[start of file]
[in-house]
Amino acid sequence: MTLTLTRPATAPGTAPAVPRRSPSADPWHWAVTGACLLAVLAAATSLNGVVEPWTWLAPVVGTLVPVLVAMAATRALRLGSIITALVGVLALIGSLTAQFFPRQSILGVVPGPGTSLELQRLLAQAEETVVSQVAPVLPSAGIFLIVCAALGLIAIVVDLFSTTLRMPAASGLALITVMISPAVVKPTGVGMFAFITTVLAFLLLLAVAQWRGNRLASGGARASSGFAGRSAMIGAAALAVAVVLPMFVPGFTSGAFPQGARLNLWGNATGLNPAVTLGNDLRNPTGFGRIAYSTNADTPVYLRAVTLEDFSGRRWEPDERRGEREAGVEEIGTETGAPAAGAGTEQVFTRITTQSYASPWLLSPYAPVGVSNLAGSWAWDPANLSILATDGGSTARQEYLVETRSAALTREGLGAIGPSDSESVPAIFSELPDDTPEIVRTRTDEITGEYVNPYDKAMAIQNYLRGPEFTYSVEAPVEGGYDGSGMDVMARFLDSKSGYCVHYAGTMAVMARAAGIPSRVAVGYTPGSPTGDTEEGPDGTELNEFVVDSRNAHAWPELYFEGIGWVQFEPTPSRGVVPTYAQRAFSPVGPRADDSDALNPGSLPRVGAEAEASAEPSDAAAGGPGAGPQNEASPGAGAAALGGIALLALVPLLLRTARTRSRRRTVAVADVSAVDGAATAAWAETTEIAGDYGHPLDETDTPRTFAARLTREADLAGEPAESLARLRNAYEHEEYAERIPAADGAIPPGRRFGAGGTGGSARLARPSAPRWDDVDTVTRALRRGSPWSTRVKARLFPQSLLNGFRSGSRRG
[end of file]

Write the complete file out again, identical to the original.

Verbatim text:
[in-house]
Amino acid sequence: MTLTLTRPATAPGTAPAVPRRSPSADPWHWAVTGACLLAVLAAATSLNGVVEPWTWLAPVVGTLVPVLVAMAATRALRLGSIITALVGVLALIGSLTAQFFPRQSILGVVPGPGTSLELQRLLAQAEETVVSQVAPVLPSAGIFLIVCAALGLIAIVVDLFSTTLRMPAASGLALITVMISPAVVKPTGVGMFAFITTVLAFLLLLAVAQWRGNRLASGGARASSGFAGRSAMIGAAALAVAVVLPMFVPGFTSGAFPQGARLNLWGNATGLNPAVTLGNDLRNPTGFGRIAYSTNADTPVYLRAVTLEDFSGRRWEPDERRGEREAGVEEIGTETGAPAAGAGTEQVFTRITTQSYASPWLLSPYAPVGVSNLAGSWAWDPANLSILATDGGSTARQEYLVETRSAALTREGLGAIGPSDSESVPAIFSELPDDTPEIVRTRTDEITGEYVNPYDKAMAIQNYLRGPEFTYSVEAPVEGGYDGSGMDVMARFLDSKSGYCVHYAGTMAVMARAAGIPSRVAVGYTPGSPTGDTEEGPDGTELNEFVVDSRNAHAWPELYFEGIGWVQFEPTPSRGVVPTYAQRAFSPVGPRADDSDALNPGSLPRVGAEAEASAEPSDAAAGGPGAGPQNEASPGAGAAALGGIALLALVPLLLRTARTRSRRRTVAVADVSAVDGAATAAWAETTEIAGDYGHPLDETDTPRTFAARLTREADLAGEPAESLARLRNAYEHEEYAERIPAADGAIPPGRRFGAGGTGGSARLARPSAPRWDDVDTVTRALRRGSPWSTRVKARLFPQSLLNGFRSGSRRG